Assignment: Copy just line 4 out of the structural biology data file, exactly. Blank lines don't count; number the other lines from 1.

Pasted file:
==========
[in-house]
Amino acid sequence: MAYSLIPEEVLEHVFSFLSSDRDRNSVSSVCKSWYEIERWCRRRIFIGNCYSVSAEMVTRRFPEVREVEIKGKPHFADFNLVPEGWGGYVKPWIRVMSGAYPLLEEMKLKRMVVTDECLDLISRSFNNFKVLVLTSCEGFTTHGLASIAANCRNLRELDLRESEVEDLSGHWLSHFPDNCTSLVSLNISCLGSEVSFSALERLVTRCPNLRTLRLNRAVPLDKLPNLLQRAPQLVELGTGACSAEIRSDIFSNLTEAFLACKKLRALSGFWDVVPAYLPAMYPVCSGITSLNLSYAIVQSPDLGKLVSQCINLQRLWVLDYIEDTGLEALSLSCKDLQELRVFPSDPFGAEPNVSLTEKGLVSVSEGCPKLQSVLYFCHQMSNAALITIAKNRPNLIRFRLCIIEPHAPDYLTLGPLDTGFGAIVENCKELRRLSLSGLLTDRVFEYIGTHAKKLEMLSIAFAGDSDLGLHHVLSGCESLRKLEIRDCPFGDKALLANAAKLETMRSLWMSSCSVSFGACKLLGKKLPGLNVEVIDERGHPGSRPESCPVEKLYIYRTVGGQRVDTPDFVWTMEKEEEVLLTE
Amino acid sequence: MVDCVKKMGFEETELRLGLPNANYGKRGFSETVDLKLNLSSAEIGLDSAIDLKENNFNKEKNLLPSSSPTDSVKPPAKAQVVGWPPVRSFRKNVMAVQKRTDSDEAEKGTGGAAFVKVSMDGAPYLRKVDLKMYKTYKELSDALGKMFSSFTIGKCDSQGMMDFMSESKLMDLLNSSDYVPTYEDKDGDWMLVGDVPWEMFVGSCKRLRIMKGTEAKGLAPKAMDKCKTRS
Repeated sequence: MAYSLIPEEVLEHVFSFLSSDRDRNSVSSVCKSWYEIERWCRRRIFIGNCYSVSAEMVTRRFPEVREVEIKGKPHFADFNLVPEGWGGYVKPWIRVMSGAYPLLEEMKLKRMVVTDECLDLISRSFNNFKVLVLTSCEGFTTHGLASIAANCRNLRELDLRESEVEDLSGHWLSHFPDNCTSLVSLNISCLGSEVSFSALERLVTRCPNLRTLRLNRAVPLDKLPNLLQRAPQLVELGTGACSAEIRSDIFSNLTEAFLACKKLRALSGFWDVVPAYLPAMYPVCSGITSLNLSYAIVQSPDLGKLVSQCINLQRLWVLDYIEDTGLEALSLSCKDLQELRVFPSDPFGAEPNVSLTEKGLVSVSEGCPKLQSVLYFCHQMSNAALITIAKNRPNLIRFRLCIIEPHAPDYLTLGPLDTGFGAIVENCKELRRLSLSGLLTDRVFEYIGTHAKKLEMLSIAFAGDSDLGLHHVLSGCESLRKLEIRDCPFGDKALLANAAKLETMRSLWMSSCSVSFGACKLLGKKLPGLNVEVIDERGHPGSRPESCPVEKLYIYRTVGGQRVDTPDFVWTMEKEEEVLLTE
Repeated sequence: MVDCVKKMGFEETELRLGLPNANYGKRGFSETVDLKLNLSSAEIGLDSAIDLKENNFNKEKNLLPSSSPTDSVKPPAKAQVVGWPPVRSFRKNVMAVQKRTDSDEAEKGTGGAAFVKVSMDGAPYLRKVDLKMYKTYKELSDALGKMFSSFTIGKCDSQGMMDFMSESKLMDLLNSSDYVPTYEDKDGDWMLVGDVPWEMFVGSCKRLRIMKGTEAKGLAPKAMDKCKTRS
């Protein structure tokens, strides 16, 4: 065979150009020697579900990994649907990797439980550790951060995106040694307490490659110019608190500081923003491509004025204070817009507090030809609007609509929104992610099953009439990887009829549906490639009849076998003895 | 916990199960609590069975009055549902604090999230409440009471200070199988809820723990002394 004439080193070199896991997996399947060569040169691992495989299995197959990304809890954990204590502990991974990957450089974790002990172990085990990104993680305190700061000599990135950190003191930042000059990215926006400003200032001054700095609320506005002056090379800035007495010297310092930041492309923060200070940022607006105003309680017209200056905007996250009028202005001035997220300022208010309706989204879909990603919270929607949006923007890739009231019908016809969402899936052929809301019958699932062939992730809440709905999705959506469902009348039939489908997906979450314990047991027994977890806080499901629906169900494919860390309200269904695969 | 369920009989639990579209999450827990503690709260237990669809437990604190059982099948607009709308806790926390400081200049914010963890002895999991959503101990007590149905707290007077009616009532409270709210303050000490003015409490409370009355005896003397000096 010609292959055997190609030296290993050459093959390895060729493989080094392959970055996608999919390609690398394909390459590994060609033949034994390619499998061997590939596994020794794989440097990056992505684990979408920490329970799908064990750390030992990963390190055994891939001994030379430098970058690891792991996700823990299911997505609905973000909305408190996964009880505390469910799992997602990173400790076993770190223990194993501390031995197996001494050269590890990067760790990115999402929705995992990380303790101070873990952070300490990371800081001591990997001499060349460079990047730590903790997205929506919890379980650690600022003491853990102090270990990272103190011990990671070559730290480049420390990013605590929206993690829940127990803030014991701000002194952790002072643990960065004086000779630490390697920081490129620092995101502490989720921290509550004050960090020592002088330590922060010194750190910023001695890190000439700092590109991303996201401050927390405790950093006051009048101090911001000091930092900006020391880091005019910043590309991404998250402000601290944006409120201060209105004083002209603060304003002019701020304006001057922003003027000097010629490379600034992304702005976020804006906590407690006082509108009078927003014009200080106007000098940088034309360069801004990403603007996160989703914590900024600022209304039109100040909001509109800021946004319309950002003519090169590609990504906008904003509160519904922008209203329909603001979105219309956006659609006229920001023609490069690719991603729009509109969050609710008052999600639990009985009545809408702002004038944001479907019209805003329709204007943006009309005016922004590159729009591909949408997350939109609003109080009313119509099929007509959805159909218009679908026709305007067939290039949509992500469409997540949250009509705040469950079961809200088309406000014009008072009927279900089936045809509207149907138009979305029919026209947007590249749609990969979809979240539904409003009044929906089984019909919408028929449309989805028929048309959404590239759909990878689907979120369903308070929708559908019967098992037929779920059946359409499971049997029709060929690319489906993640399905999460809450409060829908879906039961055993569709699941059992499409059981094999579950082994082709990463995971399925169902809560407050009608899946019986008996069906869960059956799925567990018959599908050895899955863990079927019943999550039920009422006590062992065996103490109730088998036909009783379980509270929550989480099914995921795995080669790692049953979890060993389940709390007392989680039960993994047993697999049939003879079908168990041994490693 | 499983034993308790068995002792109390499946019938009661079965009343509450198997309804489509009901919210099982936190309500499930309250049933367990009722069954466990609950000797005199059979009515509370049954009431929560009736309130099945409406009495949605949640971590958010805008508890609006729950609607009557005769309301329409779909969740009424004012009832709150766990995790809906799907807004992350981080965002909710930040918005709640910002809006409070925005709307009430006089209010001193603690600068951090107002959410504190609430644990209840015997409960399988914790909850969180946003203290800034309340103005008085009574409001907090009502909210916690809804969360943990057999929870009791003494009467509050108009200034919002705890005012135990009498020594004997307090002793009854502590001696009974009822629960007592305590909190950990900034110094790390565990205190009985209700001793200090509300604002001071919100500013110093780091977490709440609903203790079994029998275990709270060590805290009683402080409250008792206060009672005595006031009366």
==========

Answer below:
Repeated sequence: MAYSLIPEEVLEHVFSFLSSDRDRNSVSSVCKSWYEIERWCRRRIFIGNCYSVSAEMVTRRFPEVREVEIKGKPHFADFNLVPEGWGGYVKPWIRVMSGAYPLLEEMKLKRMVVTDECLDLISRSFNNFKVLVLTSCEGFTTHGLASIAANCRNLRELDLRESEVEDLSGHWLSHFPDNCTSLVSLNISCLGSEVSFSALERLVTRCPNLRTLRLNRAVPLDKLPNLLQRAPQLVELGTGACSAEIRSDIFSNLTEAFLACKKLRALSGFWDVVPAYLPAMYPVCSGITSLNLSYAIVQSPDLGKLVSQCINLQRLWVLDYIEDTGLEALSLSCKDLQELRVFPSDPFGAEPNVSLTEKGLVSVSEGCPKLQSVLYFCHQMSNAALITIAKNRPNLIRFRLCIIEPHAPDYLTLGPLDTGFGAIVENCKELRRLSLSGLLTDRVFEYIGTHAKKLEMLSIAFAGDSDLGLHHVLSGCESLRKLEIRDCPFGDKALLANAAKLETMRSLWMSSCSVSFGACKLLGKKLPGLNVEVIDERGHPGSRPESCPVEKLYIYRTVGGQRVDTPDFVWTMEKEEEVLLTE